When working with a Rails application, you might need to import data into your models. For instance, let's consider a scenario where you have a list of courses in CSV format that you want to import into your Rails application as Course models.

First, ensure that you have a Course model in your Rails application. It might look something like this:

class Course < ApplicationRecord
 # your code

You'll need to create a parser that reads the CSV file and creates Course records. You can do this in a Rake task, a service object, or directly in a controller action, depending on your needs and the application's overall architecture.

Here's a simple rake task that would accomplish this:

# Place in lib/tasks/
require "csv"

namespace :import do
  desc "Import courses from a CSV file"
  task courses: :environment do
    CSV.foreach("directory/filename.csv", headers: true) do |row|
        title: row["Title"],
        description: row["Description"],
        status: row["Status"]

This rake task assumes you have the file you'd like to import in directory/filename.csv, and it contains Title, Description, and Status headers. It will then create and persist a Course object with the data in those columns. However, this script is fragile as it does not handle malformed or missing data.

You can run this rake task with:

rails import:courses

Exporting Courses.all into a CSV

The Ruby CSV library can be used for more than just importing data into a Rails app. It can also provide export functionality—exporting data from your application's database into a CSV.

The first step is to decide where to place the logic for exporting to CSV, which can be done anywhere and is just a design decision. For simplicity, let's assume you're doing it in a controller action.

Here's a controller export action that creates a CSV file from the Course model:

require "csv"

class CoursesController < ApplicationController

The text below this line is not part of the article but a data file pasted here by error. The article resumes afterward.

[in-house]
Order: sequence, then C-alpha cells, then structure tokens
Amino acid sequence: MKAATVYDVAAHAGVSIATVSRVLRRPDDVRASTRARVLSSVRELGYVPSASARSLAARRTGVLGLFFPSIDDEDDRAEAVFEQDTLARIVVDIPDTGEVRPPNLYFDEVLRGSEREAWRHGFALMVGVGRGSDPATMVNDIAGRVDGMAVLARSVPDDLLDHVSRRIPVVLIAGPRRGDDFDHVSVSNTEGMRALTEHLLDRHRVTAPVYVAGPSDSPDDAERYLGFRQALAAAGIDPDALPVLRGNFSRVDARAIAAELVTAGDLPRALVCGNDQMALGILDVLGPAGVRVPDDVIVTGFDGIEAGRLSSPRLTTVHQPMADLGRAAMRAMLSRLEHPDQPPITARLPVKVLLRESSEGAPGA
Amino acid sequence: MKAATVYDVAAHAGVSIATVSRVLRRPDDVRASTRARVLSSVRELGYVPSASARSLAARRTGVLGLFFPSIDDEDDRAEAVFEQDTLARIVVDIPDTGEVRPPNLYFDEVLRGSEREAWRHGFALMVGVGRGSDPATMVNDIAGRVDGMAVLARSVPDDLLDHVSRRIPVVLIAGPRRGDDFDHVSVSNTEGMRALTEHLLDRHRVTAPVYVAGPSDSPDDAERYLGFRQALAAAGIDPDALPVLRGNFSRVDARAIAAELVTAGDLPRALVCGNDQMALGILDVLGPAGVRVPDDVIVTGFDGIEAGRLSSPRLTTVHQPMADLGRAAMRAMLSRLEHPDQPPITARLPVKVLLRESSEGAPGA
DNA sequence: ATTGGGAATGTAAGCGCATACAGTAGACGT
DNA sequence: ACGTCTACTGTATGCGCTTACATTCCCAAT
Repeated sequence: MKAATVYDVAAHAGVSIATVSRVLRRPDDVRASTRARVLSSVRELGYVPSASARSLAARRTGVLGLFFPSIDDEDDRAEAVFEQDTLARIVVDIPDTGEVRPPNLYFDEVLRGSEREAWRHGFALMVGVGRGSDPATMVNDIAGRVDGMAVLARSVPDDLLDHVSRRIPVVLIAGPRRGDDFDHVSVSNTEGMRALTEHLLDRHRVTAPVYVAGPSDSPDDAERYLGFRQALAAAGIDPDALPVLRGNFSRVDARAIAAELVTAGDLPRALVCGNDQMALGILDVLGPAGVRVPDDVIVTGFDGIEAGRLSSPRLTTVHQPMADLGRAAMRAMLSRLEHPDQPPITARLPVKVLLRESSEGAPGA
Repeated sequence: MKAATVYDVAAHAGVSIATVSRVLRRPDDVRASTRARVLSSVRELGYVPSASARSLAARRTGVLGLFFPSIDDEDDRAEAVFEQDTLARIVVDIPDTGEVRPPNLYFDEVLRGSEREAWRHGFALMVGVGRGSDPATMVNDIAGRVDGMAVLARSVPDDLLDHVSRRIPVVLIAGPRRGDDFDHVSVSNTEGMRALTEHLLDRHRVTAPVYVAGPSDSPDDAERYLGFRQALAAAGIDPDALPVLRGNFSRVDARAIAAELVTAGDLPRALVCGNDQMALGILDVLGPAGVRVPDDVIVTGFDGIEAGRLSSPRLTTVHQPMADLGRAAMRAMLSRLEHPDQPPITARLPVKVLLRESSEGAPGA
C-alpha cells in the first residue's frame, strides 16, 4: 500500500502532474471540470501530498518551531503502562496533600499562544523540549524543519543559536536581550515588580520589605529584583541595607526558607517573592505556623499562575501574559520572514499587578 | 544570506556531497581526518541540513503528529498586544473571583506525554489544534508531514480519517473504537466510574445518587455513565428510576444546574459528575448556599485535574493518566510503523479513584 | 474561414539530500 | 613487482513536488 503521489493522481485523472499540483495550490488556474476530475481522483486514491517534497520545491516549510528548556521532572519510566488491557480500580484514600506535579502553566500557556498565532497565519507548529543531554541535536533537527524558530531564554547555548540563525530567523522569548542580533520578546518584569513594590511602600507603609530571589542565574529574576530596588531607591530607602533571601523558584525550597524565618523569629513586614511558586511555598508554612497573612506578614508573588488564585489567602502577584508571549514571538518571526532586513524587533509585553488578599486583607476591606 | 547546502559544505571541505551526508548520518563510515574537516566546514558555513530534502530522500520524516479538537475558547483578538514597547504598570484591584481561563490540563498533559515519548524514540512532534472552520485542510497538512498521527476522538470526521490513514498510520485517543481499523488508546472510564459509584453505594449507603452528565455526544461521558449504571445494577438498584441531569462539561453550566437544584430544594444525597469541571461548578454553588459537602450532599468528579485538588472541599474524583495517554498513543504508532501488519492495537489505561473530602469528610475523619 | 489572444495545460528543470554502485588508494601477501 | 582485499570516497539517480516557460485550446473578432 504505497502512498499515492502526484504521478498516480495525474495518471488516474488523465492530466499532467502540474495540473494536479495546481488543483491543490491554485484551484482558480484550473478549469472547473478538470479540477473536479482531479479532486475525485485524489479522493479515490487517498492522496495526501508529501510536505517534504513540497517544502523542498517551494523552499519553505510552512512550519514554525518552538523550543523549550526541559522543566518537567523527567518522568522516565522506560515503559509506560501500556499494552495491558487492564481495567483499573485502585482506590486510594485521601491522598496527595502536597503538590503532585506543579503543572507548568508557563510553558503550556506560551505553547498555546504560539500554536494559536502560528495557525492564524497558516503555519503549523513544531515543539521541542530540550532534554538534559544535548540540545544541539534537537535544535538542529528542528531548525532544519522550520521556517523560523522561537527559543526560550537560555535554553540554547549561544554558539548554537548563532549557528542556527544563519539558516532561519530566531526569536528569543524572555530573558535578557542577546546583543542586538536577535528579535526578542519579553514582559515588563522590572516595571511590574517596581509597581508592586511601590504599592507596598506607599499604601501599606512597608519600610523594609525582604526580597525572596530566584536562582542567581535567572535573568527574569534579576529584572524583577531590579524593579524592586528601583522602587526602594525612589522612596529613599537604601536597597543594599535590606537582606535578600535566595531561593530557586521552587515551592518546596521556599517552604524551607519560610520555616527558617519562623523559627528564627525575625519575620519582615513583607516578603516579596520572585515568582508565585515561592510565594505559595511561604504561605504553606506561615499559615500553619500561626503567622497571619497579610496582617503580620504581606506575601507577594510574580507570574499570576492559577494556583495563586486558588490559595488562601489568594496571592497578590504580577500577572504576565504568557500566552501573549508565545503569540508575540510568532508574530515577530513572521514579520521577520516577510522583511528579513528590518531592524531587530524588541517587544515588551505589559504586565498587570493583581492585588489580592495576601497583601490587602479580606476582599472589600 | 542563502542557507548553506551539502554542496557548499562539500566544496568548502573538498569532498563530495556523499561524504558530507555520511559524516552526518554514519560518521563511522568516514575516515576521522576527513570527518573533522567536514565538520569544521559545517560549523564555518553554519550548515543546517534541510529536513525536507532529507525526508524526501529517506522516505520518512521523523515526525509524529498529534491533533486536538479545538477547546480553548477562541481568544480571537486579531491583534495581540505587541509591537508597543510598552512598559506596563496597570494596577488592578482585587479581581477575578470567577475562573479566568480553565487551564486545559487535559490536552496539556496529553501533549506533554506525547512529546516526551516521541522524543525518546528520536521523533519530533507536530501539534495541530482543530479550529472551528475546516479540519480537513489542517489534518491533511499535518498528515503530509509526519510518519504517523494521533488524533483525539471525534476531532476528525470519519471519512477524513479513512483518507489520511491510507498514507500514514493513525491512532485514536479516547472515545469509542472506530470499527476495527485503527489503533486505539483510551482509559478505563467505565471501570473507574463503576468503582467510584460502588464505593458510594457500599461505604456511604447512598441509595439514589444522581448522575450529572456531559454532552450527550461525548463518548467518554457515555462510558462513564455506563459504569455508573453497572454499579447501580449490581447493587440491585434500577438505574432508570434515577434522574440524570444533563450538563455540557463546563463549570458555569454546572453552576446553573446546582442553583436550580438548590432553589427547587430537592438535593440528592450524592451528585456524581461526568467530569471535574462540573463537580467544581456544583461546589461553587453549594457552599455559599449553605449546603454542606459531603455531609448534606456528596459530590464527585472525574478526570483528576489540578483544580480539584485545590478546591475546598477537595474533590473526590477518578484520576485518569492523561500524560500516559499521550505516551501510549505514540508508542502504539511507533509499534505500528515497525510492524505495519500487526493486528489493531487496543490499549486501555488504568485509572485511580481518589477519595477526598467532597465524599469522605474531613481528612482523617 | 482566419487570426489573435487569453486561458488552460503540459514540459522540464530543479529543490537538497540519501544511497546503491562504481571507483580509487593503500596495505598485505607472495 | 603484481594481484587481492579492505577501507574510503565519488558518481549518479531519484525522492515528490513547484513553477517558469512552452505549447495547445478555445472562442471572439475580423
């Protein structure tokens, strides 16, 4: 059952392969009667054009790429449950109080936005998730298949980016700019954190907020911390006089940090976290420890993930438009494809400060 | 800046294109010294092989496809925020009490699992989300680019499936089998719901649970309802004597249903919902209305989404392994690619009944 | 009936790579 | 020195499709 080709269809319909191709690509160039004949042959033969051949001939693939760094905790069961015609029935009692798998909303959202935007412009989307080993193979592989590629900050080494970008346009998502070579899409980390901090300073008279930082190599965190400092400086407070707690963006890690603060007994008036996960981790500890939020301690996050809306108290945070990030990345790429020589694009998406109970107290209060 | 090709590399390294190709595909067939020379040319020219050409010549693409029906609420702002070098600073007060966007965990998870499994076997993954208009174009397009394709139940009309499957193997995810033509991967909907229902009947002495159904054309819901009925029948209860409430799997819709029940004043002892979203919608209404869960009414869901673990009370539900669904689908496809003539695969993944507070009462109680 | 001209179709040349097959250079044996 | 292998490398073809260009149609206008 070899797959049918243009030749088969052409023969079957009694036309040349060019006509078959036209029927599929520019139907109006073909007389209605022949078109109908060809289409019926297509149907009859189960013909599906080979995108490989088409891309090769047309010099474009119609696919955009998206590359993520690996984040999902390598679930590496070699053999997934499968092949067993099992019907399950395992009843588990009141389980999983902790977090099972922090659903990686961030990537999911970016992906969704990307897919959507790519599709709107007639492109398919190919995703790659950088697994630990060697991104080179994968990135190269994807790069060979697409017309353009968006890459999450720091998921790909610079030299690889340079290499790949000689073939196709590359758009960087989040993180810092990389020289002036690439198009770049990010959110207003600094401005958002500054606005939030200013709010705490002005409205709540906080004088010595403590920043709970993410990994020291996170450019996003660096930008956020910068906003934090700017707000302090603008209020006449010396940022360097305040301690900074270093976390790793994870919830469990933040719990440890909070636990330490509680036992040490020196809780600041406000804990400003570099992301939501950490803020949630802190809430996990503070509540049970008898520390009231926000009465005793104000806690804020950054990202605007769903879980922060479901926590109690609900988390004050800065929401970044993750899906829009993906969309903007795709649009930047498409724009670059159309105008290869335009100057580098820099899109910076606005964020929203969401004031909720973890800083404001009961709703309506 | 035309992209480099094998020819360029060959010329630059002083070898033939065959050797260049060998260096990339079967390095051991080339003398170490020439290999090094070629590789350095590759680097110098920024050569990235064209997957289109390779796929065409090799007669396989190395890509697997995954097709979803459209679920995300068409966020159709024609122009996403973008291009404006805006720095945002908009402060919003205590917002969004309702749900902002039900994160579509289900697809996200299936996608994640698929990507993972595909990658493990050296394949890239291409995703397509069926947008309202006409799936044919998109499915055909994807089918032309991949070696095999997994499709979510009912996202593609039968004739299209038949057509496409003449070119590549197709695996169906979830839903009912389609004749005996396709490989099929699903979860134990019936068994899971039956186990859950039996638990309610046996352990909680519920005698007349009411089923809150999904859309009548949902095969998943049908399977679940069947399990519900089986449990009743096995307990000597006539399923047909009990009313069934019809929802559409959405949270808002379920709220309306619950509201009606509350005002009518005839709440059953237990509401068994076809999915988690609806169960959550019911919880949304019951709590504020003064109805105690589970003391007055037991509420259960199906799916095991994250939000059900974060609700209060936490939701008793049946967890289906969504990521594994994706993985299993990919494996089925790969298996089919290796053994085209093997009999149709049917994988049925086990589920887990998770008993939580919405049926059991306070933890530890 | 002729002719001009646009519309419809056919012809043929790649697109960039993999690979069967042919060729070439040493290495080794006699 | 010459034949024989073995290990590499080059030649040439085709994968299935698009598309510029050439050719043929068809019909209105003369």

def export
    courses = Course.all
    send_data courses_to_csv(courses), filename: "courses-#{}.csv"


  def courses_to_csv(courses)
    CSV.generate(headers: true) do |csv|
      csv << ["Name", "Description", "Instructor"]

      courses.each do |course|
        csv << [, course.description, course.instructor]

Exporting your application records to a CSV file can be done efficiently with Ruby's CSV library, and integrating it into a Rails application is straightforward. Users often love having the ability to export their data!


Ruby's simplicity and power make it an excellent choice for data processing tasks. We've journeyed through various aspects of CSV handling, from parsing files line-by-line to efficiently handle large datasets, parsing form inputs for web applications, and even integrating CSV data into a Rails application. Now that you understand how to work with data in CSV files, you could try making the script more robust—for example, by adding some error handling to prevent malformed data!

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    Jeffery Morhous

    Jeff is a Software Engineer working in healtcare technology using Ruby on Rails, React, and plenty more tools. He loves making things that make life more interesting and learning as much he can on the way. In his spare time, he loves to play guitar, hike, and tinker with cars.